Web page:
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Volume 27d

Albert Fuchs

My Experiences From November 9th to 16th, 1938
(Written on November 19, 1938 on the way from Strasbourg to Paris)

Translated by: Karin Doerr, Concordia University and
Gary Evans, University of Ottawa
And revised by Natalie Isaacs, (Née Fuchs [Fochs])

A publication of
The Concordia University Chair in Canadian Jewish Studies and
The Montreal Institute for Genocide and Human Rights Studies

Copyright ©Albert Fuchs, 2002


Author describes the events of several days beginning with November 9, 1938, later to become notorious under the name of Kristallnacht. He refers to himself as a 'German patriot,' born into a family of important jurists. He is a respected lawyer, married to a German woman. He fought in World War I and was decorated with the Iron Cross. Some days earlier his licence to practice law was rescinded. From the radio he learns of the assassination in Paris of the German diplomat vom Rath by the distraught Jewish refugee Grynspan and the subsequent outbreak of violence against Jews in many German cities. Receives late night phone calls which warn him of imminent dangers. He meets with friends who are equally distraught and learns of the widespread violence ravaging the city. Jewish banks and shops are demolished, and a Jewish hotel is attacked, its residents are cast out and beaten. Describes the orders that were given by the local SS, regulating their treatment of the Jews.. Learns that his cousin has committed suicide and reports in detail on the factors that led to his desperate act. Realistic description of the violence and bloodshed in the city - many Jews arrested,homes are looted, older people savagely beaten.

Following another phone call warning him of impending arrest, he leaves home for the relative safety of his country cottage. His wife and son bring provisions, wife returns but son joins father. Author lists the names of his immediate family and circle of friend who had been arrested and sent to Dachau. Describes the Nazi edicts against the Jews. For the first time begins to consider the option of emigration. Decides to leave Germany for France - for which he has an entry visa. Carrying only a small travelling bag he successfully passes the border control. Reveals his feelings about Germany. Throws his World War I medals from the window of the moving train. Once he reaches Strasbourg he telephones his family to 'announce his successful flight.'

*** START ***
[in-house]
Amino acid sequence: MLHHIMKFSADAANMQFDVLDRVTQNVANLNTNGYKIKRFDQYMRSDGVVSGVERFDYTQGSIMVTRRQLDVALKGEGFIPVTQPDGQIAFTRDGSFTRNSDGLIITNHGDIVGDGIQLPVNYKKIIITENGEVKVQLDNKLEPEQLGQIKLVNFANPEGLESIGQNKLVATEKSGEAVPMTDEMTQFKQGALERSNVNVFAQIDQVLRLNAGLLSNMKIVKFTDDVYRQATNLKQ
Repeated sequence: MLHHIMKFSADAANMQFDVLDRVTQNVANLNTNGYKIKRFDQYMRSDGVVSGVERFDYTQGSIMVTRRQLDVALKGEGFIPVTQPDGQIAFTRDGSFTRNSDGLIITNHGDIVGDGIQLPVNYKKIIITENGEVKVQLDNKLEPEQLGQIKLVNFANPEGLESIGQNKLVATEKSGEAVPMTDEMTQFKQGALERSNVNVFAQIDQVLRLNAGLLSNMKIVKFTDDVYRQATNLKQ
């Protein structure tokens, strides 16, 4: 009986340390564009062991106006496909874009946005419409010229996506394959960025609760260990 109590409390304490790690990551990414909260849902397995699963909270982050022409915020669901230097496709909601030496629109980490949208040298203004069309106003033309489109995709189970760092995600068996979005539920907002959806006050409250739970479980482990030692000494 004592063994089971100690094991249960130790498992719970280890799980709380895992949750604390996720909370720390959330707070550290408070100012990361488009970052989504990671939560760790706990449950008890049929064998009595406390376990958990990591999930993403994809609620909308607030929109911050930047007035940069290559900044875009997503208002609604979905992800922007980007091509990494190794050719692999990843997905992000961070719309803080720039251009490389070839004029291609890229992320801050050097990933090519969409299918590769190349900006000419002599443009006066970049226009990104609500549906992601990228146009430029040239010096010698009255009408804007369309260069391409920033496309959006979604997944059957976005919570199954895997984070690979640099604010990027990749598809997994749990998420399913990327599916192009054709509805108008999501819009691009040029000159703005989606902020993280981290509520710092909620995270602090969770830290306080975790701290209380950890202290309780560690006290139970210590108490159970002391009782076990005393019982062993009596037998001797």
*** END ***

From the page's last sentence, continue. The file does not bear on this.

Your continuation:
Editorial Note:

The decision to publish this memoir marks a change in our usual selection procedure. In most previous cases the memoirs have been personal accounts of extensive wartime experiences covering months and years in the lives of survivors. This remarkable manuscript is a first-hand report on the events of several days, sparked by the outbreak of violence against Germany's Jews in what since been named 'Kristallnacht.' In effect it was a national pogrom instigated by the Nazis; it took many lives and destroyed numerous synagogues and Jewish businesses.

In this brief account we have a vivid description of the situation that confronted Germany's Jews as they were overtaken by these violent events. The events that began on November 9, 1938 marked the end of whatever hopes the German Jews may have had about accommodating themselves to Nazi rule. Our author is a typical representative of a large segment of upper middle class Jews whose allegiance to Germany was reflected in their unswerving patriotism, their intermarriage, their remoteness from Judaism. Their initial response to the events of November 9, 1938 was shock and disbelief. In a matter of days their world was changed. This disturbing narrative is a dramatic record of how one individual witnessed and coped with those sudden and unexpected days.



Munich Beer Hall Putsch
World War I
Vom Rath
National Socialism
Rhone River
Strasbourg, France


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